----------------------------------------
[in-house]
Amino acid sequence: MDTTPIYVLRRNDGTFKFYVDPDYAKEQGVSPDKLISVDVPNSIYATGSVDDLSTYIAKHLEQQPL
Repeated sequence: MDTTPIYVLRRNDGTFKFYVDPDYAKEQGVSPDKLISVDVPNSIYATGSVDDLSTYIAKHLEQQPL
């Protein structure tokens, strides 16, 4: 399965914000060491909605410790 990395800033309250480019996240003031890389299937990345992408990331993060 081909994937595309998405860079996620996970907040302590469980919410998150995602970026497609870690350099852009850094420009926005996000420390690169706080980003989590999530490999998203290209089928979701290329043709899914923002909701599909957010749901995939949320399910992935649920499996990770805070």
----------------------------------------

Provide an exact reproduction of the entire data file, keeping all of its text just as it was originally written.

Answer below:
[in-house]
Amino acid sequence: MDTTPIYVLRRNDGTFKFYVDPDYAKEQGVSPDKLISVDVPNSIYATGSVDDLSTYIAKHLEQQPL
Repeated sequence: MDTTPIYVLRRNDGTFKFYVDPDYAKEQGVSPDKLISVDVPNSIYATGSVDDLSTYIAKHLEQQPL
């Protein structure tokens, strides 16, 4: 399965914000060491909605410790 990395800033309250480019996240003031890389299937990345992408990331993060 081909994937595309998405860079996620996970907040302590469980919410998150995602970026497609870690350099852009850094420009926005996000420390690169706080980003989590999530490999998203290209089928979701290329043709899914923002909701599909957010749901995939949320399910992935649920499996990770805070």